• Wood: The threads on wood screws usually are coarse and deep to help them grab the wood.
Wood screws are self-starting and have a pointed end, while metal screws have flat bottoms and are often mated to holes that have been previously threaded or tapped.
• Machine: Machine screws have finer threads than wood screws. They are designed to be used in conjunction with a nut or tapped hole.
• Sheet metal: These screws usually are short and have coarse threads that are designed to grab onto relatively thin sheet metal.
• High-low: These screws have two sets of threads with alternating heights. High-low screws are specifically designed for certain plastics and
other low-density materials.
• Self-tapping: Self-tapping or thread-forming screws feature threads that are designed to tap their own holes.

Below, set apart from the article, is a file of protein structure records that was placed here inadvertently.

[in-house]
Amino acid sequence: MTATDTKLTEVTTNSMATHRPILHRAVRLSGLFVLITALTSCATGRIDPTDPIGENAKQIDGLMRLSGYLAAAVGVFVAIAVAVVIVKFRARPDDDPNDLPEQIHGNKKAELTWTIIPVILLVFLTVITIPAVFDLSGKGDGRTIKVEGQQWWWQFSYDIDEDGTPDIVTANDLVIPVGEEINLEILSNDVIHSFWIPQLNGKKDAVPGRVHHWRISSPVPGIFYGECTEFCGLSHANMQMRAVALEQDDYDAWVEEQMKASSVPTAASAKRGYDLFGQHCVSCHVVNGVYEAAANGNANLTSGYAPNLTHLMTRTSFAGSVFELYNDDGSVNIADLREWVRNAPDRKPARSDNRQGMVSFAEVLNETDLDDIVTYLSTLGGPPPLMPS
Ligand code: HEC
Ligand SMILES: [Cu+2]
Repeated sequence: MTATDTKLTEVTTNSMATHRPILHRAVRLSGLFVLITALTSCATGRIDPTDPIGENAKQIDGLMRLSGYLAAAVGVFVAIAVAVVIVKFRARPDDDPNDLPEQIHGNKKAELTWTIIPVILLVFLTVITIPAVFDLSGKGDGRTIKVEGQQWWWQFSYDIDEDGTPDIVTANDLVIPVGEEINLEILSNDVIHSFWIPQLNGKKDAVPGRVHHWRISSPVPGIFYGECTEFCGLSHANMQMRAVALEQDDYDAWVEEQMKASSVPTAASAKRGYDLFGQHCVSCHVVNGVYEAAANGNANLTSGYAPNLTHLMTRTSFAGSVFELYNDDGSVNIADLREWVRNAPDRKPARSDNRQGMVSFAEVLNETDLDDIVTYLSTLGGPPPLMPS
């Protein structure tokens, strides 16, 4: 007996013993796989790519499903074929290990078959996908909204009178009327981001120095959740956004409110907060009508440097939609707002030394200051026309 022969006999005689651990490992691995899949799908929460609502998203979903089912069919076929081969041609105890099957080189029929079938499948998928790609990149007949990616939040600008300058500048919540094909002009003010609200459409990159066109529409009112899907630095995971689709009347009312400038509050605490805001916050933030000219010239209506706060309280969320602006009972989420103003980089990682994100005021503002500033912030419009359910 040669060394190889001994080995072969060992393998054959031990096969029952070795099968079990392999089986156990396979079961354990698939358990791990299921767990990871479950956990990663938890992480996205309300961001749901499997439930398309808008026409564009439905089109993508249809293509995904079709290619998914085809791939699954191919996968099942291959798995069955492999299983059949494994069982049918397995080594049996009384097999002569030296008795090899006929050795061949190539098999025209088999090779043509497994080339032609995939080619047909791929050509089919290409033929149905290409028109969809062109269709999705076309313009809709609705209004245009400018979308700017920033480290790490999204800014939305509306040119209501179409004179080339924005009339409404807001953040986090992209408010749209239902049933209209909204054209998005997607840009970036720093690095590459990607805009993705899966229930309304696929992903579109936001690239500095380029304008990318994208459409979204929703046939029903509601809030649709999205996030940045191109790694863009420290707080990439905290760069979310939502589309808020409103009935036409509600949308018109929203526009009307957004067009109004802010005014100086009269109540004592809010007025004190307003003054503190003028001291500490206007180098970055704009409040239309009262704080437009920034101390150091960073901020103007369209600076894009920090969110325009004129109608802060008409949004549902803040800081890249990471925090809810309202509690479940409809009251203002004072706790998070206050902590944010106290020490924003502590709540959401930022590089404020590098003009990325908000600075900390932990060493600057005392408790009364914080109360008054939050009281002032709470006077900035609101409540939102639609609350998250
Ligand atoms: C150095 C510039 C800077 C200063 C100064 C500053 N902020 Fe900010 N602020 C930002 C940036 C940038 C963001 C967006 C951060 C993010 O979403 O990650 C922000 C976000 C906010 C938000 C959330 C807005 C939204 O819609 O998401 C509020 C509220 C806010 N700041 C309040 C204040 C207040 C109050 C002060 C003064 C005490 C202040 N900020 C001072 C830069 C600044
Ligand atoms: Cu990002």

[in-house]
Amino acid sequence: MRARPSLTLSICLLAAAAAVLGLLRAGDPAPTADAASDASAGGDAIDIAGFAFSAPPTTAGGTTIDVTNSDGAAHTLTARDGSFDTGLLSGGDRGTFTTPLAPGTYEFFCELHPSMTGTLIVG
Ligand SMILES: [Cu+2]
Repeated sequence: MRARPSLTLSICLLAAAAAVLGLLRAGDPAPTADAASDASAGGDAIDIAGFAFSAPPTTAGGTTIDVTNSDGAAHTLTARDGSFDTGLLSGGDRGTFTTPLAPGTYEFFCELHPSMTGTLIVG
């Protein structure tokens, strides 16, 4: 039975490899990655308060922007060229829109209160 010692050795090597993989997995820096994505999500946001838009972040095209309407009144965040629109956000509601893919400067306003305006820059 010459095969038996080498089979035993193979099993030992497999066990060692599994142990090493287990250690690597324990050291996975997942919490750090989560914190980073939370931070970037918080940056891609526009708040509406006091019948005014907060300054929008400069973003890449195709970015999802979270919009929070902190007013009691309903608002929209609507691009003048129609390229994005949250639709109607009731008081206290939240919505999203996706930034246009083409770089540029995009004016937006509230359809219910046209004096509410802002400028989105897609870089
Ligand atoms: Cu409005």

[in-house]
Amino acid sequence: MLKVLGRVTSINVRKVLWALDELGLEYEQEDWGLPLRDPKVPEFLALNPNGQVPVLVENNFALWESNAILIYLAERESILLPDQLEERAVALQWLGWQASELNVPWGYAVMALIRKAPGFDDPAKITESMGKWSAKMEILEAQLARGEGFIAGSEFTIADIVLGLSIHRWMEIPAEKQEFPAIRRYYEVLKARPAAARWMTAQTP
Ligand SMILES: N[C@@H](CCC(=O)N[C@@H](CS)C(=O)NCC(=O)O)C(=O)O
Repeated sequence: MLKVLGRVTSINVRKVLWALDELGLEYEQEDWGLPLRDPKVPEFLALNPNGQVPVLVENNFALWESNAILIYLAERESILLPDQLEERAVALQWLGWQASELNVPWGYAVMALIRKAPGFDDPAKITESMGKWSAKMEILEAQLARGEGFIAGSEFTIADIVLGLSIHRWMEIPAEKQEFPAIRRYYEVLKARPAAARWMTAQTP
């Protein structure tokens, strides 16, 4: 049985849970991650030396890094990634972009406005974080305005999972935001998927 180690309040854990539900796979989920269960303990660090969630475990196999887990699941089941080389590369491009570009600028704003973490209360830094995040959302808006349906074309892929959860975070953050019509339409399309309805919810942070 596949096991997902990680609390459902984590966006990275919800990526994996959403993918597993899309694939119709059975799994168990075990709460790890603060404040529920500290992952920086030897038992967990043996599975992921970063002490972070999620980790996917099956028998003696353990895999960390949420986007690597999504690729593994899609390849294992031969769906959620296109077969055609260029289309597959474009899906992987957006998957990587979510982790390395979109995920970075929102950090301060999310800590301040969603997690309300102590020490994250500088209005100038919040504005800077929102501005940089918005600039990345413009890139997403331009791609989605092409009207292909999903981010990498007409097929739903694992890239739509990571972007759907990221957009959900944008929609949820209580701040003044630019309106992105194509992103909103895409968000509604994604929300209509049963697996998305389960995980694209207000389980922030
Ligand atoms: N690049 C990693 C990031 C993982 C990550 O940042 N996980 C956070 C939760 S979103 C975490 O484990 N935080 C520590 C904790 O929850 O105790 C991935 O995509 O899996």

These work well in softer materials such as wood and plastic but are not suitable for harder materials.
A screw with lugs or weld projections on the top or underside of the head to facilitate attaching the screw to a metal part by resistance welding.
Allen screws also are commonly known by two other names: hex screws and socket screws.
The most distinct part about an Allen screw is the hexagonal hole in the head that can only be loosened and tightened with an Allen/hex/socket wrench or key.
The various types of Allen screws are the hex-cap screw, socket-cap screw (ridged and smooth),
the socket flat-head screw, the socket button-head screw and the socket-set screw.